Darwin Online manuscript transcription policy v11

The manuscript transcriptions undertaken by this project serve the dual purpose of being readable and electronically searchable. They are published online in conjunction with facsimile images of the original manuscript when reproduction permission can be obtained. The texts are prepared in accordance with the XHTML 1.0 (Transitional) DTD. UTF-8 encoding is used for all content. A separate transcription guide is provided for the transcription of published or printed materials: 'Darwin Online print transcription policy'.

The general method of transcription is based largely on the example of the Correspondence of Charles Darwin. This means an essentially 'clear-text' transcription, which leaves the text mostly free of editorial symbols and comments. The spelling, punctuation and grammar of the original document is strictly retained.

The transcribed text follows as closely as possible the layout of the source, although no attempt is made to produce a type-facsimile of the manuscript: word-spacing and line-division in the running text are not adhered to.

Deletions which appear to have been made at the time of writing are rendered as struck-threw text.

Italic square brackets [ ] enclose conjectured readings and descriptions of illegible passages. To avoid confusion, in the few instances in which Darwin himself used square brackets, they have been changed to parentheses.

Underlined words are rendered as underlined text. A word or passage underlined two or more times is rendered double underlined.

Writing in pencil later overwritten in ink is rendered as bold.

Darwin’s insertions and interlineations are silently inserted where he indicated or where the editors have judged appropriate. (However some documents, as noted at the top of each, record insertions specifically.)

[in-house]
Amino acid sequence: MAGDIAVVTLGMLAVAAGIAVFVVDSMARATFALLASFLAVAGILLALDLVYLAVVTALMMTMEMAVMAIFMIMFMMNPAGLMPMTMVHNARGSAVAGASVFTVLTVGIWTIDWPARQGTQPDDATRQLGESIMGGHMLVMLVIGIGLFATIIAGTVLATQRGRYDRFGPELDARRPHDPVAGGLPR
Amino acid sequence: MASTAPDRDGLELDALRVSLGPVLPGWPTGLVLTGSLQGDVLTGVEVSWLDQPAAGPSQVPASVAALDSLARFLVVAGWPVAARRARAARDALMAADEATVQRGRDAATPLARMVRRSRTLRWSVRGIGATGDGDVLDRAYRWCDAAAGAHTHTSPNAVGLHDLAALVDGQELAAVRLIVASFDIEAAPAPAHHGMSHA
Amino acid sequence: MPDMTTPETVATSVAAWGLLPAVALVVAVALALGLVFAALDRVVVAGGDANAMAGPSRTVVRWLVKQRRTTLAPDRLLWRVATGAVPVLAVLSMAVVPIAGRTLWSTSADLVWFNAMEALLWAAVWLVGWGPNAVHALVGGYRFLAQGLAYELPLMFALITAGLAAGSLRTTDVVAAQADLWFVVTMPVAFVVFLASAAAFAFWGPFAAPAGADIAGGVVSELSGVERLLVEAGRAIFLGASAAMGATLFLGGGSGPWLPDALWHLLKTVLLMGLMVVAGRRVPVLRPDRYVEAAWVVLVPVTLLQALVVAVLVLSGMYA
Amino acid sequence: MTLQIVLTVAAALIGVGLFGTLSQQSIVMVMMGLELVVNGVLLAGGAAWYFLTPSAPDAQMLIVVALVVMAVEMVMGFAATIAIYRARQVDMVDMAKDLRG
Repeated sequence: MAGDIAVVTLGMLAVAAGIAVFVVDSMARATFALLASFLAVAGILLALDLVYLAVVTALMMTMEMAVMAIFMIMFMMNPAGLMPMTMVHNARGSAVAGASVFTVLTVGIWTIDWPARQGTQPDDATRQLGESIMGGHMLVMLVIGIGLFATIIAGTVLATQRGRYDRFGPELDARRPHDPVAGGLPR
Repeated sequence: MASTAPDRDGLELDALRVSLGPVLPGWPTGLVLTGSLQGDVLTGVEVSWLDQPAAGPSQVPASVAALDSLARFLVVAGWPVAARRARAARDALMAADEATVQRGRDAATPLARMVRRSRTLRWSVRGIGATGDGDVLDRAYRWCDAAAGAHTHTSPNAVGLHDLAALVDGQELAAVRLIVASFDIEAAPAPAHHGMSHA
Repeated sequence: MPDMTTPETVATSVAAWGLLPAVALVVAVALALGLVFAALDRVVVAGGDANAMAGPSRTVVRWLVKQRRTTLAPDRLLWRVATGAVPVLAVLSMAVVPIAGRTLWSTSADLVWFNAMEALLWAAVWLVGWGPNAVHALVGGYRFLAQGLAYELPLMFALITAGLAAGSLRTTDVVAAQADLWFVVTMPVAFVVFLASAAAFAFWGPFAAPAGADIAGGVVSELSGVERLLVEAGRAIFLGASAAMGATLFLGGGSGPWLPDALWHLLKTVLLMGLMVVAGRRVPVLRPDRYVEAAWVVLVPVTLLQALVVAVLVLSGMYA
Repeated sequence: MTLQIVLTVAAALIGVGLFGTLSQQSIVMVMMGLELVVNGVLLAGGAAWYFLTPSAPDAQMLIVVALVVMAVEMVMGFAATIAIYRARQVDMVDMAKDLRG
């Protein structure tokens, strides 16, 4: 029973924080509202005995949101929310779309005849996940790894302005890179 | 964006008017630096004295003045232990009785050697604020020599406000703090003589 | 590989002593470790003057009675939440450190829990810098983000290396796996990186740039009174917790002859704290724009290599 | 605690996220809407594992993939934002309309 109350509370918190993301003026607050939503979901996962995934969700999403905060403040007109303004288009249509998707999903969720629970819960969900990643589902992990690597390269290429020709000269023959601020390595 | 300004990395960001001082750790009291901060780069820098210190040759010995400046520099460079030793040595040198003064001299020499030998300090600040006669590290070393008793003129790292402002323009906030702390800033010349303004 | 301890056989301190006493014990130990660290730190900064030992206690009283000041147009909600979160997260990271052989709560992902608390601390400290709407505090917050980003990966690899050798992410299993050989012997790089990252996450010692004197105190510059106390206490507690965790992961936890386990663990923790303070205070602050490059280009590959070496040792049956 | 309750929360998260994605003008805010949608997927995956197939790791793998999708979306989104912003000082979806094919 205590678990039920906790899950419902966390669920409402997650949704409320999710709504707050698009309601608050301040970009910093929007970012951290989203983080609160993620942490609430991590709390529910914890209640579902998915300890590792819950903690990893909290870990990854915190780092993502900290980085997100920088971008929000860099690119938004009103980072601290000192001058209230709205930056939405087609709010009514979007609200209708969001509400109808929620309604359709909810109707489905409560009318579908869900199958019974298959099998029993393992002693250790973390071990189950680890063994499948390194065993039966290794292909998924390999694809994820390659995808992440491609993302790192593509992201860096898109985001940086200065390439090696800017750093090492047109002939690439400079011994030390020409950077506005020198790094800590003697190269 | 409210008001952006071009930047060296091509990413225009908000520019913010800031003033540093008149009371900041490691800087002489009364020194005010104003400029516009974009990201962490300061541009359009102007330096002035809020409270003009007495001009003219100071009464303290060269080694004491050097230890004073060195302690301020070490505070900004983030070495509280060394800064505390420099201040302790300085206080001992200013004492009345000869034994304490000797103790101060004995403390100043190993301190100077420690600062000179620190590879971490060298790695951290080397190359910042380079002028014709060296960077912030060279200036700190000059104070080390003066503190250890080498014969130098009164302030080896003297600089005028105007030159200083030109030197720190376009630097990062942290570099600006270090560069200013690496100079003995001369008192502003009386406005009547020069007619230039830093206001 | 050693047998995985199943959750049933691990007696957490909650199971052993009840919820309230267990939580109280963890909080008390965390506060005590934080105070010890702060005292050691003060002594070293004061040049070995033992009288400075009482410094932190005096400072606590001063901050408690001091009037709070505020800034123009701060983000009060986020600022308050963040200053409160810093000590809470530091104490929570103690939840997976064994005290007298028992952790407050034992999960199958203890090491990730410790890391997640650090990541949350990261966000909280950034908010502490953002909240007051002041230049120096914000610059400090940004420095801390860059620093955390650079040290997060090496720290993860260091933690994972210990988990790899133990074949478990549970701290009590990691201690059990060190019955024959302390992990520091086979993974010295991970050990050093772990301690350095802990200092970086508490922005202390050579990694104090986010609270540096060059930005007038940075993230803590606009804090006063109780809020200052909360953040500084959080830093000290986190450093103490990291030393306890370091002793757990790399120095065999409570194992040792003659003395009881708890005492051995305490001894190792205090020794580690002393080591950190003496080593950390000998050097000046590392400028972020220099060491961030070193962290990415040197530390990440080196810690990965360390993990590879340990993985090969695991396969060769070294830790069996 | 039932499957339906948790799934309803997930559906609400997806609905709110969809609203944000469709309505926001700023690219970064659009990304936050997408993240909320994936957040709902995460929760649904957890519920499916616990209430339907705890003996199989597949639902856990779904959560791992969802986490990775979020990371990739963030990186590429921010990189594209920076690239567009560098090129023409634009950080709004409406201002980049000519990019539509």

Footnotes, rendered in smaller red text, are numbered consecutively, though independently on each page. This makes the adding or deleting of notes easier.

Textual notes are given at the bottom of a transcribed page in smaller red text, below any footnotes. The text which the textual note pertains to is given first, followed by a square bracket, which is followed by the editorical comment in italics. This system is used in Charles Darwin's notebooks (1987).1 The textual notes can be ignored by readers not interested in the writing medium or details of the manuscript's composition or appearance.

The Beagle field notebooks are presented with slightly different conventions, as explained in the general introduction to the notebooks.

Paragraphs are often not clearly indicated. In these cases, and when the subject is clearly changed in very long stretches of text, a new paragraph is silently added. Special manuscript devices delimiting sections or paragraphs, for example, blank spaces left between sections of text and lines drawn across the page, are treated as normal paragraph indicators and are not specially marked or recorded unless their omission would make the text unclear.

The hand-drawn illustrations and diagrams that occur are usually omitted as facsimiles of the manuscripts are provided.

A standard metadata record is included with each document. The following is an example:

RECORD: Darwin, C. R. 'The position of the bones of Mastodon (?) at Port St Julian is of interest' (2.1835) CUL-DAR42.97-99 Transcribed by John van Wyhe. (Darwin Online, http://darwin-online.org.uk/)

REVISION HISTORY: Transcribed and edited by John van Wyhe, checked against the microfilm by Gordon Chancellor 7.2007. RN7

NOTE: This 1300 word essay is written in brown ink on cream coloured paper, the few pencil insertions are noted. The pages which are crossed out are crossed in pencil. On p. 2 recto Darwin makes use of the suggestive phrase 'the gradual birth & death of species', a phrase used in Lyell 3: 33.

The first two pages of this manuscript were published in Hodge M. J. S. 1983. Darwin and the laws of the animate part of the terrestrial system (1835-1837); on the Lyellian origins of his zoonomical explanatory program. Studies in History of Biology 6: 1-106, pp. 19-20.

Reproduced with permission of the Syndics of Cambridge University Library and William Huxley Darwin.



[some text] 'some text' is an editorial insertion
[some text] 'some text' is the conjectured reading of an ambiguous word or passage
[some text] 'some text' is a description of a word or passage that cannot be transcribed, e.g, 3 words illeg
< > word(s) destroyed
<some text> 'some text' is a description of a destroyed word or passage, e.g., 3 lines excised
Text in small red font is either a hyperlink or notes added by the editors.

John van Wyhe


1 Barrett, Paul H., Gautrey, Peter J., Herbert, Sandra, Kohn, David, Smith, Sydney eds. 1987. Charles Darwin's notebooks, 1836-1844: Geology, transmutation of species, metaphysical enquiries. British Museum (Natural History); Cambridge: Cambridge University Press.


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